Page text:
You have a rare opportunity during the holidays to sit down with the younger side of your clan to discuss their future and discuss which field of study they plan to pursue. The kids may act like they don’t want to talk about it but you both know they need to have the conversation. The good news is you can gently guide your kin by asking questions rather than telling them what to do.
A Pre-Question – What Do You Want Your Life to Look
Yes, certain majors are more lucrative than others but don’t start off with that. Instead ask Junior what he wants his life to look like down the road.
It’s true that most people don’t end up doing what they study to do. But educational choices still have far reaching consequences. They open some doors and shut others. Consider the following questions and ask your child to prioritize them before they make their schooling decisions:
- Do you want to be financially secure?
- Do you want financial freedom? If so, by when?
- Are you willing to give up (some measure of) financial security in exchange for pursuing a passion? If so, how much?
- Think about other people who studied what you are considering. Do most of them have the kind of life you want?
These are some of the questions they need to ask and find answers to. Too many people think about college as a four-year experience. It isn’t. College is a gateway event. It sets people on a path. It’s not impossible to change that career path of course. But their journey will be far easier if they start out going in the right direction. Agreed?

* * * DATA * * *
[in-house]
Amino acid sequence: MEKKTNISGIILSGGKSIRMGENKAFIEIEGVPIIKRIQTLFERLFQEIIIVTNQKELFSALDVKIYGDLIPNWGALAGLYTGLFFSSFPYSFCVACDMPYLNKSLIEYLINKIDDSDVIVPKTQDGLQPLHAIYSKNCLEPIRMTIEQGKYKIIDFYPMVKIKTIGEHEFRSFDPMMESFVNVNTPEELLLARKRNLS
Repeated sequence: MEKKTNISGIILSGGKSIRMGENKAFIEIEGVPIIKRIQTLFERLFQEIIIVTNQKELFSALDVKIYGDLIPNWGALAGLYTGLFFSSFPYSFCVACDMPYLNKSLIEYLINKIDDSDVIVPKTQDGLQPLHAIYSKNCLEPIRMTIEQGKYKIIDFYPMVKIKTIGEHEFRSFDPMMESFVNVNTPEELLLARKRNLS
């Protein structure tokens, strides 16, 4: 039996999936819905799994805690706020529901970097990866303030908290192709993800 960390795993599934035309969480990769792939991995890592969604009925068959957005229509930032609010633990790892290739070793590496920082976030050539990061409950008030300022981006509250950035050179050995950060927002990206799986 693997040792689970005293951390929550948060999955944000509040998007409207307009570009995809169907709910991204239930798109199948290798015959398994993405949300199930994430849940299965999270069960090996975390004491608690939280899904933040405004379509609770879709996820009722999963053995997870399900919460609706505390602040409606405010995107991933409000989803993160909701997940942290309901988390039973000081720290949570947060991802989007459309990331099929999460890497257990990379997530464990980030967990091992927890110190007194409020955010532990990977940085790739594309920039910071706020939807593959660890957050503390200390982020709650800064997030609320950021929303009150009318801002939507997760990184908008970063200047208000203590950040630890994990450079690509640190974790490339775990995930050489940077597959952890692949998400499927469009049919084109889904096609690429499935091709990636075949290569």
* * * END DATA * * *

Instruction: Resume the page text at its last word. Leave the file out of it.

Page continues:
Is Unemployment A Concern?
If that’s the case, forget philosophy and language arts, English and Drama. Check out these stats:
What I find fascinating about this is that even though many of these people are able to find work, it’s often in retail stores. These are jobs that they could have snagged without going to college for four years.
Compare this to recent math, science, engineering and technology grads. These people are in high demand. There is almost no unemployment within their ranks. Their starting pay is double or triple those mentioned above and the only way somebody graduates with one of these degrees and doesn’t work in the field is if she doesn’t want to.
Maybe my way of thinking is skewed. But I like playing the odds. If your children study something that is in high demand, they won’t have to be a super-star to have financial security. If they study drama, they will have to be in the top 1/10 of 1% in order to make a living. Is it possible to succeed? Yes…but the odds are very much against them.
This is not to say that everyone must study math, science, engineering,technology (or business) in order to be successful. Also, I’m not trying to say that the only way to be happy is to make a ton of money. I’m only saying that if your kids put a priority on financial security, forget the shiatsu and pick up the science.
Try to get your kids to approach this question with a long view. Don’t think about how fun or boring the educational experience is going to be. They can have either one regardless of what they study. Encourage them to make a decision that they will be delighted with 10 or 15 years from now. The best way to do that is to have them imagine what they want their life to look like after college and work backwards.
What are your kids going to study? Why? Are you going to talk about it with them? When?